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Museum Exhibit

Robert More of Coos Bay reads an exhibit piece Thursday at the Coos History Museum, "Patriot Nation: Native Americans in Our Nation's Armed Forces" was produced by the Smithsonian's National Museum of the American Indian. It will run through April 29 at the museum.

COOS BAY — A new exhibit premiered at the Coos History Museum on Thursday afternoon to honor Native Americans who served in the U.S. armed forces.

Museum Exhibit

The Nasomah Singer of the Coquille Indian Tribe sing Thursday before an opening at the Coos County Museum.

The traveling exhibit from the Smithsonian National Museum of the American Indian, titled Patriot Nations: Native Americans in Our Nation’s Armed Forces, details the involvement of Native Americans who served in the U.S. military in every U.S. conflict dating back to the Revolutionary War.

Coos History Museum director Susan Tissot said, “The Smithsonian’s National Museum of the American Indian put this exhibit together. It has a national focus.”

The exhibit will run from March 2 to April 29.

Thursday’s opening reception for the Patriot Nations exhibit saw around 100 attendees.

Drumming and song from the Coquille tribe’s Nasomah Singers opened the reception. The singers were followed by a posting of the colors ceremony performed by the United States Honor Guard.

After the performance, an invocation was given by Chief Warren Brainard of the Confederated Tribes of Coos, Lower Umpqua, and Siuslaw Indians.

Museum Exhibit

People browse the newest exhibit at its opening Thursday at the Coos History Museum. "Patriot Nation: Native Americans in Our Nation's Armed Forces" was produced by the Smithsonian's National Museum of the American Indian. It will run through April 29 at the museum.

The Invocation was followed by a quick speech by Chief Don Ivy of the Coquille Tribe.

“One of the things that the Coquille tribe wanted to accomplish in its contribution to the museum was to have a facility locally here that we could bring other exhibits to from other museums. This is the first demonstration of that,” Ivy said.  

Members of the Tribal Council for both the Confederated Tribes and the Coquille tribe were in attendance.

Coos History Museum is housing the Patriot Nations exhibit upstairs in its mezzanine gallery. Detailed posters line the sides of the gallery and discuss Native American Heroes like Ira Hayes, and the Navajo Code Talkers.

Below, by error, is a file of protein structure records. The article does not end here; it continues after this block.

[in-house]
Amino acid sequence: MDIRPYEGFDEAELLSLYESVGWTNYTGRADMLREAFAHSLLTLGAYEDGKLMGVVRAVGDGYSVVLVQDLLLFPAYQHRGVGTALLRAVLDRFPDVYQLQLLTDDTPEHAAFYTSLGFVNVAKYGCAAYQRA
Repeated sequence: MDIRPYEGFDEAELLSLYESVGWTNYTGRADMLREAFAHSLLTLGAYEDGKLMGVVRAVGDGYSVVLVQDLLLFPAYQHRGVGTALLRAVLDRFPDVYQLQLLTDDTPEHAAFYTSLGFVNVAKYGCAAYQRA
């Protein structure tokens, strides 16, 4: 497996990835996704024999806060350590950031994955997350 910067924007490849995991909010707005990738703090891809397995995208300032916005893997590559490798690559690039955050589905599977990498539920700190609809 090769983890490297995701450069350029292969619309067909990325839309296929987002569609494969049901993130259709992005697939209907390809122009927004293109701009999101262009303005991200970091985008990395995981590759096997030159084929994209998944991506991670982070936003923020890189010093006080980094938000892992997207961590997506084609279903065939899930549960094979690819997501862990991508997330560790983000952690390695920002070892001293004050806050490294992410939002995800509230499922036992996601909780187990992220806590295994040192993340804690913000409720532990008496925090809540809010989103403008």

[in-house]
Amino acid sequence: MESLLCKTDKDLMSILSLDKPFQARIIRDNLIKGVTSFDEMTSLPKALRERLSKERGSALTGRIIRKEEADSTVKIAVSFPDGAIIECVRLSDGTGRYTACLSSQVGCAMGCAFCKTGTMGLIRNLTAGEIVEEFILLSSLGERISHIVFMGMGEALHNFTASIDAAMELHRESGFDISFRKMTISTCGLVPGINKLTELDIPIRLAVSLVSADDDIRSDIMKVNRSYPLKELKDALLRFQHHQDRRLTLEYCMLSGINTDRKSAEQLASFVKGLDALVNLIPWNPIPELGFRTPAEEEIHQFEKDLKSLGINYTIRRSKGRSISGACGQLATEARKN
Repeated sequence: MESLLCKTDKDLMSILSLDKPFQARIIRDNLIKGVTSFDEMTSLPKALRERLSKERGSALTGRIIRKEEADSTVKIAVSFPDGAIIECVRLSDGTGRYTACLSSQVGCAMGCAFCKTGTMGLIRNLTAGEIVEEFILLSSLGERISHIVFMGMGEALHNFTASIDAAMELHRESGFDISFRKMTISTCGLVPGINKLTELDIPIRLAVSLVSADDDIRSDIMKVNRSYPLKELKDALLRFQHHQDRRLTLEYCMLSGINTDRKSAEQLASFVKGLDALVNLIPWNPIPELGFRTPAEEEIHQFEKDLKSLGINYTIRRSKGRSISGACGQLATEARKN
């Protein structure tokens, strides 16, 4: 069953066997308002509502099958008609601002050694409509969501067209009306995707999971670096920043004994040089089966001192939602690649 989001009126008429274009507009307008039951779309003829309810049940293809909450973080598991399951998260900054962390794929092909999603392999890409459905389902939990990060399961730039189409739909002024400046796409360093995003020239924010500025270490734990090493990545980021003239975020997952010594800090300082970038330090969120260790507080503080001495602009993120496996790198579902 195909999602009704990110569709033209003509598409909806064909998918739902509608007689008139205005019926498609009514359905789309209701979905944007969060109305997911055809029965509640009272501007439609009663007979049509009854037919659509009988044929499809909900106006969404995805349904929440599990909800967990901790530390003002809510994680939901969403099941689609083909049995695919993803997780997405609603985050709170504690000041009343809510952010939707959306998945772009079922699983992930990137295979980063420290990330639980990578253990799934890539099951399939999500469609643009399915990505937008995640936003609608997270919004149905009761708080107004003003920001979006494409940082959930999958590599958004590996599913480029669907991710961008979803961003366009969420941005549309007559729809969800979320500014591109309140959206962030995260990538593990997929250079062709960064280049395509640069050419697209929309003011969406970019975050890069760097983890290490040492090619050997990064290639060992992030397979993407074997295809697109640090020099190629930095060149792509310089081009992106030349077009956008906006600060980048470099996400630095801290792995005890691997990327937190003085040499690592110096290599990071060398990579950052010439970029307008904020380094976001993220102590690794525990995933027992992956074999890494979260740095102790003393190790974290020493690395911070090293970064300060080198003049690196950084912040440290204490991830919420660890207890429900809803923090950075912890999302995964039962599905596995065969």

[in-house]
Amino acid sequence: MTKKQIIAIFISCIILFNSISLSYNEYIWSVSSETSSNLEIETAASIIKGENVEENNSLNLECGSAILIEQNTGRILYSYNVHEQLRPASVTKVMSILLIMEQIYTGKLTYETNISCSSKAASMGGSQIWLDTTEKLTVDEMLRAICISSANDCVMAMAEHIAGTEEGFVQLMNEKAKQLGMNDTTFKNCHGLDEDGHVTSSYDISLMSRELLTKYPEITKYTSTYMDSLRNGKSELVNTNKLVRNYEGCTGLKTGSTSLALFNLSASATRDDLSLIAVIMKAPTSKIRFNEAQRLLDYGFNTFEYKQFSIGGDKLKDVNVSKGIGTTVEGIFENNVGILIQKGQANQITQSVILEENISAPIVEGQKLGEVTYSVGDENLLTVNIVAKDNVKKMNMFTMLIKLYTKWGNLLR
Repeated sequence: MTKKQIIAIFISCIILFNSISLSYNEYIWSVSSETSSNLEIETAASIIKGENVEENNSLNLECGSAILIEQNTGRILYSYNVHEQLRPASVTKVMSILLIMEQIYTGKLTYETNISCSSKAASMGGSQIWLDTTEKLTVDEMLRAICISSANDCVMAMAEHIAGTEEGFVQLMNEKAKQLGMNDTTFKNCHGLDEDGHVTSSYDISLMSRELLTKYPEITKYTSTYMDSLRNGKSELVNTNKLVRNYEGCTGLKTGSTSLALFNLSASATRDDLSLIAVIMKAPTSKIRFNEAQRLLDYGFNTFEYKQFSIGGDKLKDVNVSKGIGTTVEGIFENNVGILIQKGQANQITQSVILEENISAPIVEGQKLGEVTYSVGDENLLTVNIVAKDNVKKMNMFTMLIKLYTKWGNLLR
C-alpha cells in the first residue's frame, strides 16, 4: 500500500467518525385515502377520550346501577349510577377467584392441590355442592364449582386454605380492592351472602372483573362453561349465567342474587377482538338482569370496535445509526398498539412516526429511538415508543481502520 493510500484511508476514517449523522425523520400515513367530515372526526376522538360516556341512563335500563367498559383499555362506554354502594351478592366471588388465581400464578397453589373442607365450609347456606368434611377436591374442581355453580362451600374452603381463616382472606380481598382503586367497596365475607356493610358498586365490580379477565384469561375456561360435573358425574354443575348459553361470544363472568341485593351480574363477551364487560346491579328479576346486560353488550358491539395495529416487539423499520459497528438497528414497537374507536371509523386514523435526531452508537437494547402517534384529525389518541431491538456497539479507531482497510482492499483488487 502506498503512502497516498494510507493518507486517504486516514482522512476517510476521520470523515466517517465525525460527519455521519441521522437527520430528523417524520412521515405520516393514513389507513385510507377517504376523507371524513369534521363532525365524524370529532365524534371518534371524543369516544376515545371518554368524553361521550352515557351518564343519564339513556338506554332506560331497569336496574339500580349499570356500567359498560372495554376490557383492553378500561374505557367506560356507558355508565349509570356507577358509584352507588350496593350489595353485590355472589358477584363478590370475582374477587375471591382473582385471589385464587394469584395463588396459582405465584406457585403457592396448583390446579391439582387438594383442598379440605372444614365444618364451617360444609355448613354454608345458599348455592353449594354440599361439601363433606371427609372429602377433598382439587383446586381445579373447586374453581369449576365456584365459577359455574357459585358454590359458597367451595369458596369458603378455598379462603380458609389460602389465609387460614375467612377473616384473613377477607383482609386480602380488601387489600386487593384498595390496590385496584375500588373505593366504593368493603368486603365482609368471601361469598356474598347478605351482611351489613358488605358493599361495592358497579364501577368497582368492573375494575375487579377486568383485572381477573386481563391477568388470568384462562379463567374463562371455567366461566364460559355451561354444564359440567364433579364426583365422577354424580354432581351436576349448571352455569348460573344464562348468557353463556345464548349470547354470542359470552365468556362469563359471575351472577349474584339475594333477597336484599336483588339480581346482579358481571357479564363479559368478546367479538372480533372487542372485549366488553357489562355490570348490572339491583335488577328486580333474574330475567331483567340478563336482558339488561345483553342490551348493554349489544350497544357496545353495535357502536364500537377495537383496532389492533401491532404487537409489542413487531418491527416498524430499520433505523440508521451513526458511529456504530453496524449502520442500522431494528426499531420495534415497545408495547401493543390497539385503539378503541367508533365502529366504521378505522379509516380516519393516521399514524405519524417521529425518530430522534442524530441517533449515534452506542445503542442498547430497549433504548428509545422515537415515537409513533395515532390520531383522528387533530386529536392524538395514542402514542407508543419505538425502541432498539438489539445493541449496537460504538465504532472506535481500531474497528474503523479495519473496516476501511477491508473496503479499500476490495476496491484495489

“All the issues the exhibit talks about like why Native Americans served is very relevant to the whole country. We just felt it was really important to get people to think about who is in the community and what experiences they might bring to the community,” Tissot said.

To localize the exhibits message the Coquille and Confederated Tribes each created their own posters that sit at the front of the gallery and highlight local Native Americans who have served in the military. The Coquille Tribe’s poster feature 29 local Native American veterans, 15 of the names were accompanied with the picture. On the Confederated Tribes poster there are a total of 42 local Native American veterans shown.

“It’s important to help people understand there were a lot of Native Americans who served in the U.S. military, this is not a new thing,” Tissot said.

According to Tissot, the exhibit will change throughout the month. Some of the information that is currently up will be replaced with different information throughout the two months it’s being shown.

“This is a traveling museum from the Smithsonian. It’s here because we meet the standards and criteria and that’s what we wanted to accomplish. That’s what the tribe committed itself to. Being a partner with the community allows us to celebrate the community in a bigger way,” Ivy said.

Coos History Museum will be featuring several traveling exhibits in the following months including, a photo series on Oregon female veterans called I’m not Invisible, a Coast Guard painting exhibit, and an exhibit on the tattoos of veterans and the meanings behind them.

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